Book Image

Spring Microservices

By : Rajesh R V
Book Image

Spring Microservices

By: Rajesh R V

Overview of this book

The Spring Framework is an application framework and inversion of the control container for the Java platform. The framework's core features can be used by any Java application, but there are extensions to build web applications on top of the Java EE platform. This book will help you implement the microservice architecture in Spring Framework, Spring Boot, and Spring Cloud. Written to the latest specifications of Spring, you'll be able to build modern, Internet-scale Java applications in no time. We would start off with the guidelines to implement responsive microservices at scale. We will then deep dive into Spring Boot, Spring Cloud, Docker, Mesos, and Marathon. Next you will understand how Spring Boot is used to deploy autonomous services, server-less by removing the need to have a heavy-weight application server. Later you will learn how to go further by deploying your microservices to Docker and manage it with Mesos. By the end of the book, you'll will gain more clarity on how to implement microservices using Spring Framework and use them in Internet-scale deployments through real-world examples.
Table of Contents (18 chapters)
Spring Microservices
About the Author
About the Reviewer

Principles of microservices

In this section, we will examine some of the principles of the microservices architecture. These principles are a "must have" when designing and developing microservices.

Single responsibility per service

The single responsibility principle is one of the principles defined as part of the SOLID design pattern. It states that a unit should only have one responsibility.


Read more about the SOLID design pattern at:

This implies that a unit, either a class, a function, or a service, should have only one responsibility. At no point should two units share one responsibility or one unit have more than one responsibility. A unit with more than one responsibility indicates tight coupling.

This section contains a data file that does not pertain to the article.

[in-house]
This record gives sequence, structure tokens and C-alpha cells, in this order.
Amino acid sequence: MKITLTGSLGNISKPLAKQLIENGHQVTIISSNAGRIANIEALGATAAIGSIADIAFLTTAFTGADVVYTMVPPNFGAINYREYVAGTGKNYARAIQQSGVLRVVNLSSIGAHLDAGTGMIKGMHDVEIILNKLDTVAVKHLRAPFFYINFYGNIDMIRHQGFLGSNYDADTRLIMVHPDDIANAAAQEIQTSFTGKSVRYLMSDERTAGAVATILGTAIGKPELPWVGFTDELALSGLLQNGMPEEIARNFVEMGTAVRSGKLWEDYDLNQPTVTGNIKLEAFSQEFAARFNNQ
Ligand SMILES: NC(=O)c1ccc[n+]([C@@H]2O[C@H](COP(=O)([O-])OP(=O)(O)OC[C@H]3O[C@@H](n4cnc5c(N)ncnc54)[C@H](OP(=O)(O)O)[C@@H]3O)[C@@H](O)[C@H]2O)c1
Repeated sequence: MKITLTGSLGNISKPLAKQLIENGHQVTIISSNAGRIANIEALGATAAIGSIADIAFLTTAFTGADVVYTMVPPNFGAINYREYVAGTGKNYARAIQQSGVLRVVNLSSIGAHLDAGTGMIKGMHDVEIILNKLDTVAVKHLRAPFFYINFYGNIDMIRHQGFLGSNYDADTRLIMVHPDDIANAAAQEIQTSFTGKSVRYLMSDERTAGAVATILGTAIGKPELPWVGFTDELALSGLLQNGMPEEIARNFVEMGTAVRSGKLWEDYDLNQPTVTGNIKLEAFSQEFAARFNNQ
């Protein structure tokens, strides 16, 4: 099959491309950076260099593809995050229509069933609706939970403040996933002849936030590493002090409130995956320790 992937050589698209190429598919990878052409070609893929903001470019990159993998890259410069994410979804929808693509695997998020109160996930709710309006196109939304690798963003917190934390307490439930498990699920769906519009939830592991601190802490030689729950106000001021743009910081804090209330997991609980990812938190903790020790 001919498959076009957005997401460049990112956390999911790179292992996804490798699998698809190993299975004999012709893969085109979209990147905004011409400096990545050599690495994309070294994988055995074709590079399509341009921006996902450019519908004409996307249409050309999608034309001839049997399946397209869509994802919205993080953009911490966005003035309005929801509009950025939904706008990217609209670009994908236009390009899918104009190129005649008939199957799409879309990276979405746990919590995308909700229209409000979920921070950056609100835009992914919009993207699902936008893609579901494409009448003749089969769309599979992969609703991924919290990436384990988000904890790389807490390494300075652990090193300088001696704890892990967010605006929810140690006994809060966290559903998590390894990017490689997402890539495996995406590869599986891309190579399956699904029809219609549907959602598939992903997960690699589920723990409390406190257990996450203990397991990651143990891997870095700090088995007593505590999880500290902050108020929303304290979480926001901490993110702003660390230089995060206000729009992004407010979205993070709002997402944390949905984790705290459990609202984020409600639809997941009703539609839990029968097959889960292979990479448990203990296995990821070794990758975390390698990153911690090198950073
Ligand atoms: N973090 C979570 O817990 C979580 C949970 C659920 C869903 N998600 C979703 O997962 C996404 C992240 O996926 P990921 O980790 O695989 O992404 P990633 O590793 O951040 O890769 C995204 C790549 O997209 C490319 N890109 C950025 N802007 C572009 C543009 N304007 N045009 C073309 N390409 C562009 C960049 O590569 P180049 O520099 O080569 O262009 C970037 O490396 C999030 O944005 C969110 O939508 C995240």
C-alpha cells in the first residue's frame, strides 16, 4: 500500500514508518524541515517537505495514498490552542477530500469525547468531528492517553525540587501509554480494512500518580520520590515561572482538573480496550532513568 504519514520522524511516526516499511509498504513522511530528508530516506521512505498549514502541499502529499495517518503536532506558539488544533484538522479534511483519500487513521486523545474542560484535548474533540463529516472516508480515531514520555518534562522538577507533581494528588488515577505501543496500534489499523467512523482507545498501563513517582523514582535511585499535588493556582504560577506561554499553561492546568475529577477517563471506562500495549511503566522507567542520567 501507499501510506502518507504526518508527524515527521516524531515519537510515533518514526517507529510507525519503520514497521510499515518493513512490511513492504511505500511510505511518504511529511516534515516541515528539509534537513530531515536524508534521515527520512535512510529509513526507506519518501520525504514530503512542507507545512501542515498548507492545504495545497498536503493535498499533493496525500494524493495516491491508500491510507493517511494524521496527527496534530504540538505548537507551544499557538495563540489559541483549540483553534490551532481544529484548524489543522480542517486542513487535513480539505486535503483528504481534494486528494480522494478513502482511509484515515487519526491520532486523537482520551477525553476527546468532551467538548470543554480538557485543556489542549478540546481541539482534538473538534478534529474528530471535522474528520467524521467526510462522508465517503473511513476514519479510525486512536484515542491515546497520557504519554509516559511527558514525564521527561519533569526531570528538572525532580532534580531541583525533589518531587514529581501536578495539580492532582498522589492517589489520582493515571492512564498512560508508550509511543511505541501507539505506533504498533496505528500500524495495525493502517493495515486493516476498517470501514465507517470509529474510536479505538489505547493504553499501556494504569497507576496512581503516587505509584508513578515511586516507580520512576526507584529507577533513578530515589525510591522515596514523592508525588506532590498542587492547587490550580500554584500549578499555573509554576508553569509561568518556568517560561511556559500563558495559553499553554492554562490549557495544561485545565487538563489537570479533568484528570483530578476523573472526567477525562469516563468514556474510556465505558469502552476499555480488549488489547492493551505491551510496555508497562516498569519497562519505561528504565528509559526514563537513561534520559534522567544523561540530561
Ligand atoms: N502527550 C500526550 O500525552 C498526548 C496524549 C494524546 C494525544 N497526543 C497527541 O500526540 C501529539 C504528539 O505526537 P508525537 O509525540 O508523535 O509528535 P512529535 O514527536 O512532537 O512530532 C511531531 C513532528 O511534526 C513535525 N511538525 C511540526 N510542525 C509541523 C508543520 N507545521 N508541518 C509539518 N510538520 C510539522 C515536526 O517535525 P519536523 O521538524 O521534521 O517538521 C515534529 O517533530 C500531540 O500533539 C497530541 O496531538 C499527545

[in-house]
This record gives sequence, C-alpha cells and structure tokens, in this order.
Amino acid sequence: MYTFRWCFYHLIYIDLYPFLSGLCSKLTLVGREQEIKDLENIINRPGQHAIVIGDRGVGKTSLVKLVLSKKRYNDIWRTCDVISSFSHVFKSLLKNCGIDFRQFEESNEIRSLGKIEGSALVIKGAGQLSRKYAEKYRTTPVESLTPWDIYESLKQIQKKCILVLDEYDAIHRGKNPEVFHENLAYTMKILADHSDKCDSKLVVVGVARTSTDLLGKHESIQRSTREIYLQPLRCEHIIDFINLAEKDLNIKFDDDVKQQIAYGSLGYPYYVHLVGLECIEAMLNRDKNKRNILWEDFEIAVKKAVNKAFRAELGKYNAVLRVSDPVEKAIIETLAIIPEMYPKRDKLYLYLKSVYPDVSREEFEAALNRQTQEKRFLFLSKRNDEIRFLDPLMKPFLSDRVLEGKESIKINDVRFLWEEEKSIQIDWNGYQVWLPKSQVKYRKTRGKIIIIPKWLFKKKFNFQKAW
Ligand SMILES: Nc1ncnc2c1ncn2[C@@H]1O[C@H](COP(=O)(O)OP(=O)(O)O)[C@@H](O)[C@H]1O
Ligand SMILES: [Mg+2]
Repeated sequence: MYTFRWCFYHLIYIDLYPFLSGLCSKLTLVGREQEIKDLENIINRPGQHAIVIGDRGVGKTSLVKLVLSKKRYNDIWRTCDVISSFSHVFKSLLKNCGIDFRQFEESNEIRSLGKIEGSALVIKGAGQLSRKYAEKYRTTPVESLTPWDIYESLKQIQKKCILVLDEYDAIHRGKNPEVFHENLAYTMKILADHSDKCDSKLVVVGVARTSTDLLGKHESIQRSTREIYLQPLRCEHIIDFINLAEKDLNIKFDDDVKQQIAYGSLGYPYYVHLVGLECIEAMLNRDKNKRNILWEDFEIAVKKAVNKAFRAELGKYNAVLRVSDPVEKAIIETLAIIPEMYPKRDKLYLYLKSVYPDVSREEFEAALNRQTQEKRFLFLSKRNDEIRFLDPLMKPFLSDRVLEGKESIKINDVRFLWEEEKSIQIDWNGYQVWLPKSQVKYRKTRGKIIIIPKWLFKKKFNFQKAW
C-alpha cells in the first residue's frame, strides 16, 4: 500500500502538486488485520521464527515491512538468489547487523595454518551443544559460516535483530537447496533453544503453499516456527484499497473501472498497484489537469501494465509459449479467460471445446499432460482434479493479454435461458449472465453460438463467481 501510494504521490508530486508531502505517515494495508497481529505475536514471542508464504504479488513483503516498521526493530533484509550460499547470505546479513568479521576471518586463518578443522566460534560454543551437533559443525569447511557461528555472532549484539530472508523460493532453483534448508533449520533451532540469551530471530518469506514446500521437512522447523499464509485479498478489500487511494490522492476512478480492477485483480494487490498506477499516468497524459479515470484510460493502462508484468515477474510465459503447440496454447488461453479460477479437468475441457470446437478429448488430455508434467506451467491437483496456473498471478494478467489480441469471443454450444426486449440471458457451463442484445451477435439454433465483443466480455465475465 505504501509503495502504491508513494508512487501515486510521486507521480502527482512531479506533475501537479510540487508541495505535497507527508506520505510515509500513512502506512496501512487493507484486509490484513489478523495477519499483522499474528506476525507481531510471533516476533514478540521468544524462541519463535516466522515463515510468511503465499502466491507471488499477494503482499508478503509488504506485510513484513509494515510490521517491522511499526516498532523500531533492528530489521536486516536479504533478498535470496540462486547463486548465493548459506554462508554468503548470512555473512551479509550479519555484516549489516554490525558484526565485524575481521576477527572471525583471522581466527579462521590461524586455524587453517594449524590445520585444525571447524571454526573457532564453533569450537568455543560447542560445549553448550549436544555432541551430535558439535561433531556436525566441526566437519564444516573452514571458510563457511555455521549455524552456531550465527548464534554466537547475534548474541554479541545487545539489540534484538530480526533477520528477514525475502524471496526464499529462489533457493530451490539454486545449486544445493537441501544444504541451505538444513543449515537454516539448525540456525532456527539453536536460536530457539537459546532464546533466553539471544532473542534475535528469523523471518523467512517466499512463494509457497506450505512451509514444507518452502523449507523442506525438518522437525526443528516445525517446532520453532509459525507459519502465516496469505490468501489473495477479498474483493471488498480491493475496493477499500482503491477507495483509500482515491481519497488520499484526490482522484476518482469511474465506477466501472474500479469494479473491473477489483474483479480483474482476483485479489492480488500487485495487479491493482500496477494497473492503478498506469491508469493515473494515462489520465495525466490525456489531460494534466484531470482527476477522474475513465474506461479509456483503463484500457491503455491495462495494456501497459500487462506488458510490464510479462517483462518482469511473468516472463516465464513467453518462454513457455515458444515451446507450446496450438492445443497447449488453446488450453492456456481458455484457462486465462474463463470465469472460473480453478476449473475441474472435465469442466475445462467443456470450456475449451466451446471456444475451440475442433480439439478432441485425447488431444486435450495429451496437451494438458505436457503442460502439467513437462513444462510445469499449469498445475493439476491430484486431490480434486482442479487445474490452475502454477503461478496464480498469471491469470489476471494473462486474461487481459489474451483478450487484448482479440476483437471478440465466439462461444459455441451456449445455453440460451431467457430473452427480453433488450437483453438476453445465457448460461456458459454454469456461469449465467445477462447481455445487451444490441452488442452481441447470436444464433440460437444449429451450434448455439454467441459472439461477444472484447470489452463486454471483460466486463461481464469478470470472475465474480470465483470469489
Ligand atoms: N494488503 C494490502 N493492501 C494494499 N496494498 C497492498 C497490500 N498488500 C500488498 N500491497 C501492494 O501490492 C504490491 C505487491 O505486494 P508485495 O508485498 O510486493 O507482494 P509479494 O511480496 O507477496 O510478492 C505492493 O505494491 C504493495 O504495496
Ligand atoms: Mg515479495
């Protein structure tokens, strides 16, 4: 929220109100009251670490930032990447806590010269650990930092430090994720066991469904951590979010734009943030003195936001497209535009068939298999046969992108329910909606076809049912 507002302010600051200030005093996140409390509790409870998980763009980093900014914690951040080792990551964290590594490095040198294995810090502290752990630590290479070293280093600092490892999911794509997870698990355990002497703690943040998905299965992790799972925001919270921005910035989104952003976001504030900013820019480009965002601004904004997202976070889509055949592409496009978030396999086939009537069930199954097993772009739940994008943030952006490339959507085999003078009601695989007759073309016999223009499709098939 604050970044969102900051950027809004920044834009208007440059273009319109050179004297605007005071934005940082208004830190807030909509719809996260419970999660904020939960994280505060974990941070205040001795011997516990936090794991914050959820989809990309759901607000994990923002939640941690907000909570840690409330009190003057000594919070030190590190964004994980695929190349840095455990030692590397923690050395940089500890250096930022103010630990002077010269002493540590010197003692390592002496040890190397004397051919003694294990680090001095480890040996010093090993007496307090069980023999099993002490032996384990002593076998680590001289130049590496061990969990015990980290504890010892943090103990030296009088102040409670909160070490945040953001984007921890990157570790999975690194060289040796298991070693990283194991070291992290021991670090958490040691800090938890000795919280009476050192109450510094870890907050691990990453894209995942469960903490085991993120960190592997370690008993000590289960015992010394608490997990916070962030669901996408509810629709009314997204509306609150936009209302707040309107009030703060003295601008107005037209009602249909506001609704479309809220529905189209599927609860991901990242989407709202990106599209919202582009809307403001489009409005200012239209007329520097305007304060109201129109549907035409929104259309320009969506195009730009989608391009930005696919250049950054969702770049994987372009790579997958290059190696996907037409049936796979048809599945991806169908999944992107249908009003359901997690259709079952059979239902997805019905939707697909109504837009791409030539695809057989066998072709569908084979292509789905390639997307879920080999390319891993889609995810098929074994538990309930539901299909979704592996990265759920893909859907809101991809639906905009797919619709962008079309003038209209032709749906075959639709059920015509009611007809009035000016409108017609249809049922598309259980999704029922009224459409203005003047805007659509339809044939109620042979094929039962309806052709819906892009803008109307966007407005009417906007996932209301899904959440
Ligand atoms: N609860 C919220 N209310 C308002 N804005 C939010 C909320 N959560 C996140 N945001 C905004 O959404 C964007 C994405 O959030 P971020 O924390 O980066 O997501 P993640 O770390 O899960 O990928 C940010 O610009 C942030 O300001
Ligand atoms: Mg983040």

As shown in the preceding diagram, Customer, Product, and Order are different functions of an e-commerce application. Rather than building all of them into one application, it is better to have three different services, each responsible for exactly one business function, so that changes to one responsibility will not impair others. In the preceding scenario, Customer, Product, and Order will be treated as three independent microservices.

Microservices are autonomous

Microservices are self-contained, independently deployable, and autonomous services that take full responsibility of a business capability and its execution. They bundle all dependencies, including library dependencies, and execution environments such as web servers and containers or virtual machines that abstract physical resources.

One of the major differences between microservices and SOA is in their level of autonomy. While most SOA implementations provide service-level abstraction, microservices go further and abstract the realization and execution environment.

In traditional application developments, we build a WAR or an EAR, then deploy it into a JEE application server, such as with JBoss, WebLogic, WebSphere, and so on. We may deploy multiple applications into the same JEE container. In the microservices approach, each microservice will be built as a fat Jar, embedding all dependencies and run as a standalone Java process.

Microservices may also get their own containers for execution, as shown in the preceding diagram. Containers are portable, independently manageable, lightweight runtime environments. Container technologies, such as Docker, are an ideal choice for microservices deployment.